Mutual Daily Mutterings
Quote of the day…
“Life is hard; it’s harder if you’re stupid.…” – John Wayne
Chart du jour: Number of S&P 500 firms trading at 10x sales…
Source: Twitter, Mutual Limited
Overview…”dip buyers awaken…”
- Cats and dogs are friends again…US stocks and treasuries rallied together overnight in some dip-buying action. It appears after due consideration investors are giving the Fed the benefit of the doubt, on the whole drinking the ‘inflation-is-transitory ‘Kool-Aid, particularly the value vs growth brand. The next couple of months will be interesting as data either confirms or shatters the Fed’s hopes and dreams of controlling inflation. Commodity prices softened overnight, aiding the Fed’s cause, if only temporarily
- Data was mixed in the US. Initial jobless claims came out better than expected, 473K vs an upwardly revised 507K a week earlier. Consensus was at 490K. US PPI (producer prices) popped more than expected, adding to inflationary pressures. Talking heads…“taking a step back from inflation, the fact that jobless claims hit another pandemic-era low suggests we’re inching even closer to full reopening, which is no doubt a good thing.”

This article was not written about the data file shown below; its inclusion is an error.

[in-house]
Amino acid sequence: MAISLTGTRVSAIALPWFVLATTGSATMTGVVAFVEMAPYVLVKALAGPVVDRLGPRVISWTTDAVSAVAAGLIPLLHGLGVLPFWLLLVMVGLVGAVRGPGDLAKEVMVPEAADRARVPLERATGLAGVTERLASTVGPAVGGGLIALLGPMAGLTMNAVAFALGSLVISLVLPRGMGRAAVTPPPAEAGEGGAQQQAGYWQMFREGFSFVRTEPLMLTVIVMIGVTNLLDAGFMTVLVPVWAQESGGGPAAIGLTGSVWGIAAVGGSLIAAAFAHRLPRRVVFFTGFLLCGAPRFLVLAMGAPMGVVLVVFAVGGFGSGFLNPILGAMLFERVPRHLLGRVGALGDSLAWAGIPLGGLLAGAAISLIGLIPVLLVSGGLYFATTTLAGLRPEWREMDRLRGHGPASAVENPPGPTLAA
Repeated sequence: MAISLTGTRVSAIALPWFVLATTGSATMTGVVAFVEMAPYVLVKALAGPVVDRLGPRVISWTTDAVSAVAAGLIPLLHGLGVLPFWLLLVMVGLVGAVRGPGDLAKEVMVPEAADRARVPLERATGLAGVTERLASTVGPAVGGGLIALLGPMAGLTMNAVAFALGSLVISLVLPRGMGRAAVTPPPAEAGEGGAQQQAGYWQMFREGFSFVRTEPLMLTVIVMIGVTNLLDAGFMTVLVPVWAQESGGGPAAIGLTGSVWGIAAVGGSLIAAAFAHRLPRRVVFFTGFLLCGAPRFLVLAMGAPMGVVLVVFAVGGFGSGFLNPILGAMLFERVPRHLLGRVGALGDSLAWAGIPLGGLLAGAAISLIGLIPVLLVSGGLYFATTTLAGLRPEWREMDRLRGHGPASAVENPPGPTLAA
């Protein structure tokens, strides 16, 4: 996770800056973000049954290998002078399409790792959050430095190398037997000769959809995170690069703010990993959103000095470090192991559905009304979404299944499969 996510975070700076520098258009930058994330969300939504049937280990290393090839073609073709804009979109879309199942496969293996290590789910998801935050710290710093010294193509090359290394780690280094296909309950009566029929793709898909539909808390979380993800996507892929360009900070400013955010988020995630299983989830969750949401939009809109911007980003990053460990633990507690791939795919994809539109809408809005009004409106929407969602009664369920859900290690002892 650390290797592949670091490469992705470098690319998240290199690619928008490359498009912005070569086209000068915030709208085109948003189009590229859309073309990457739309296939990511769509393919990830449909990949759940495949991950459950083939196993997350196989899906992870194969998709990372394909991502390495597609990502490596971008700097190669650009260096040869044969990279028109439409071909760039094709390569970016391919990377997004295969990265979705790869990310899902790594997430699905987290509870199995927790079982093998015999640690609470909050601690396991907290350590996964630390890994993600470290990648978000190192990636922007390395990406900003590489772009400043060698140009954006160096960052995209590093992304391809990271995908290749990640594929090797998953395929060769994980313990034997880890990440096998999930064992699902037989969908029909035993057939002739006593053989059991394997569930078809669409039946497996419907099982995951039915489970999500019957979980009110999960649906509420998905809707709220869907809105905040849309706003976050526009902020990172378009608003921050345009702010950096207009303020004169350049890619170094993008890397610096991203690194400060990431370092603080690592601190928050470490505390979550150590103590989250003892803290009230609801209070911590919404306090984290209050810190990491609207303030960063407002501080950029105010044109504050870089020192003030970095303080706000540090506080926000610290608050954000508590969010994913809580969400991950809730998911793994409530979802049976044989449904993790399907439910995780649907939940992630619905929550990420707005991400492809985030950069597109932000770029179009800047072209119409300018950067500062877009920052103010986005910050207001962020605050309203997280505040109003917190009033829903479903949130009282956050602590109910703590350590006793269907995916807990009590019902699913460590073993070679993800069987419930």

- Nevertheless, Fed officials thumped the table again, adamant that rising prices are transitory and won’t require any change of policy course (yet)….”we will not overreact to temporary overshoots of inflation” (Gov Waller). While the latest CPI report was “unexpectedly high,” the Fed wants several more months of data to judge the strength of the recovery. Again, pent-up demand and base effects are being blamed for the spike. Also, many Fed members seem comfortable with an over-shoot for a period of time because inflation has been moribund for so long. Hmmm, we’ll see.